The school would be modelled along the lines of the Harvey Milk school in New York City (above).
The North West English city of Manchester could soon become home to the UK’s first school for LGBT pupils.
Last week, the Joyce Layland LGBT Centre in Manchester announced that it is conducting a feasibility study on creating “an LGBT-inclusive school.”
It said in a statement that the school would be similar to the famous Harvey Milk gay school in New York City.
It would be designed for – but not limited to – gay, lesbian, bisexual, and transgender young people, as well as those questioning their sexuality.
Amelia Lee, strategic director for LGBT Youth North West, the organisation behind the initiative, told Children and Young People Now that the proposed school would take around 40 full-time pupils and was about “saving lives”.
“This will provide for LGBT young people who don’t feel they fit in the mainstream,” Lee said.
She explained: “Lots of pupils have a really tough time and we want to do what we can to help those pupils and to give them additional support. We can either hope every school is going to be inclusive or we can recognise we are not there yet and we need more specialised schools.”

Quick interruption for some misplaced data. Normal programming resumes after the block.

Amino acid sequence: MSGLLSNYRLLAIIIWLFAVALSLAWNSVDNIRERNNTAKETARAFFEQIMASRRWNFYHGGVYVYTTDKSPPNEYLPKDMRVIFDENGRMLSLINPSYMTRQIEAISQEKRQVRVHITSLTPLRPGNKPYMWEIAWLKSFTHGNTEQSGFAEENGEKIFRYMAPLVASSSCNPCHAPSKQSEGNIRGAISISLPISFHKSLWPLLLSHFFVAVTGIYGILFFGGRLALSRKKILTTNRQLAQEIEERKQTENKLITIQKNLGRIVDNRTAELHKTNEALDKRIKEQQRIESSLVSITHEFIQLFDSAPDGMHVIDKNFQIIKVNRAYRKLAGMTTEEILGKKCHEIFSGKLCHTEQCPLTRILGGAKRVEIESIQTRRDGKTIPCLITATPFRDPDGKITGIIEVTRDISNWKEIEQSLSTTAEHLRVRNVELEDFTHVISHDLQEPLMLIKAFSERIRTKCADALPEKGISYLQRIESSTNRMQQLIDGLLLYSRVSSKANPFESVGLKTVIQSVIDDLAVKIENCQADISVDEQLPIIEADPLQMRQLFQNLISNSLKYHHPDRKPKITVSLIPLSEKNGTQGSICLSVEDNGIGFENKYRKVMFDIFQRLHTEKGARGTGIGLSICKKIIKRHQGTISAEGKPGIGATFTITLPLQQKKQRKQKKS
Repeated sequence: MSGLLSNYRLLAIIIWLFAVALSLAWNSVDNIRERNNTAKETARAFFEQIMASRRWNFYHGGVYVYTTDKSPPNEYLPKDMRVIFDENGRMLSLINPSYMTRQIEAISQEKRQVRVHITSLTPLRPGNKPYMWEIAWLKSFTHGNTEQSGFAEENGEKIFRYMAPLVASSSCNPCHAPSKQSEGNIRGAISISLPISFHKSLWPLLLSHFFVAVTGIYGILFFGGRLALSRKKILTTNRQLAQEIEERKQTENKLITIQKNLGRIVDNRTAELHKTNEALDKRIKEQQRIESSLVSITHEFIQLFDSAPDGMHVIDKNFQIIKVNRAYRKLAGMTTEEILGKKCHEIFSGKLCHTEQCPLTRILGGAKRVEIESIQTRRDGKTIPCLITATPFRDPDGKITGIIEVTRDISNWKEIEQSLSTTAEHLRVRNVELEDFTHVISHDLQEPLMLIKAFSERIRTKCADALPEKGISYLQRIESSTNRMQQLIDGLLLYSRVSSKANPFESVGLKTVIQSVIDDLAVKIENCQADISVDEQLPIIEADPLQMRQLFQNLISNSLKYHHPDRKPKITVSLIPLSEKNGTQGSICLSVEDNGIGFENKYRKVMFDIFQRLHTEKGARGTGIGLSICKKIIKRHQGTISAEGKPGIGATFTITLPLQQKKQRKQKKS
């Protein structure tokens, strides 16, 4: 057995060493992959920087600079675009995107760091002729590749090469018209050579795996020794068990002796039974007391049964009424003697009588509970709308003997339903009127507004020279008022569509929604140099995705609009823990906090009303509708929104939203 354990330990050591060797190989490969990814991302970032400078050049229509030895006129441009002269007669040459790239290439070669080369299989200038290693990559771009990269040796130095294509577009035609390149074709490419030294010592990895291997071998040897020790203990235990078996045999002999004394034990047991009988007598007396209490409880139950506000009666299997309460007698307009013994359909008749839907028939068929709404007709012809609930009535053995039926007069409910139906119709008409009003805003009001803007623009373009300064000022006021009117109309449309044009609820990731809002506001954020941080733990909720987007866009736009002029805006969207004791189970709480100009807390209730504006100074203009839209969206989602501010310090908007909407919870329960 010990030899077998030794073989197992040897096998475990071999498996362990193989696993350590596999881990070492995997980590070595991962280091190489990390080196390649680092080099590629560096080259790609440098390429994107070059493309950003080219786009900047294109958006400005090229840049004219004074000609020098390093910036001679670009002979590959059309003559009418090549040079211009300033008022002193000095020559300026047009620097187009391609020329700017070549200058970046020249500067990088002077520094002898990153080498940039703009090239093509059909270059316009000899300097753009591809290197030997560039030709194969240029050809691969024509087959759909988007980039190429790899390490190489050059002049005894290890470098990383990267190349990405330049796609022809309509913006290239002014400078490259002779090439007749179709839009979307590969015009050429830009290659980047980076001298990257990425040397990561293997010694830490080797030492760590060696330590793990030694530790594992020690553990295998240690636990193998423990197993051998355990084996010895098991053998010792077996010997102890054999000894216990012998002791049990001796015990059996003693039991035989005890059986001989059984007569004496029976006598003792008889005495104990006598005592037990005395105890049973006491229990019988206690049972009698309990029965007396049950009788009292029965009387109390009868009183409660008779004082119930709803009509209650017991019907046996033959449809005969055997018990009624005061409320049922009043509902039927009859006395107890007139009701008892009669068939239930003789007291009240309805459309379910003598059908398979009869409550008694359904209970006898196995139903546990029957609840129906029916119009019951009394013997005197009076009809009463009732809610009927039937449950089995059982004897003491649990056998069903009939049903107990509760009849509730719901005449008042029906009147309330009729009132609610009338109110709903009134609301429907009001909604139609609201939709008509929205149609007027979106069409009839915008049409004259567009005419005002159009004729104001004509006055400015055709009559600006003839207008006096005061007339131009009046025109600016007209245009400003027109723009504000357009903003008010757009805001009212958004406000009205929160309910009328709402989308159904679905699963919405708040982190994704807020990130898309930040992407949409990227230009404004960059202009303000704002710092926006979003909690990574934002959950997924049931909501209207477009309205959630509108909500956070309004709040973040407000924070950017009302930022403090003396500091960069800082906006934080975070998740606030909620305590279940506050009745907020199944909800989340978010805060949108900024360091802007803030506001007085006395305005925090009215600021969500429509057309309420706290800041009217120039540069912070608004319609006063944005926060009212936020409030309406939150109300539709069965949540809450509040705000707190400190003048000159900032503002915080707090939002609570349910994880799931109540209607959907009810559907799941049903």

The organisation noted on its website that no school plans have yet been developed and the process is at the very early consultation stages, adding: “If young LGBT people tell us they want an LGBT Inclusive school we will explore this.”
The Harvey Milk High School was established in 1985 in the East Village of New York City to help LGBT youth who’ve struggled to be accepted in their home schools. With around 100 pupils it aims to create “a safe educational environment for all young people.”
The school was named after the late Californian politician and activist Harvey Milk, known as the first openly gay man to be elected to public office in the US.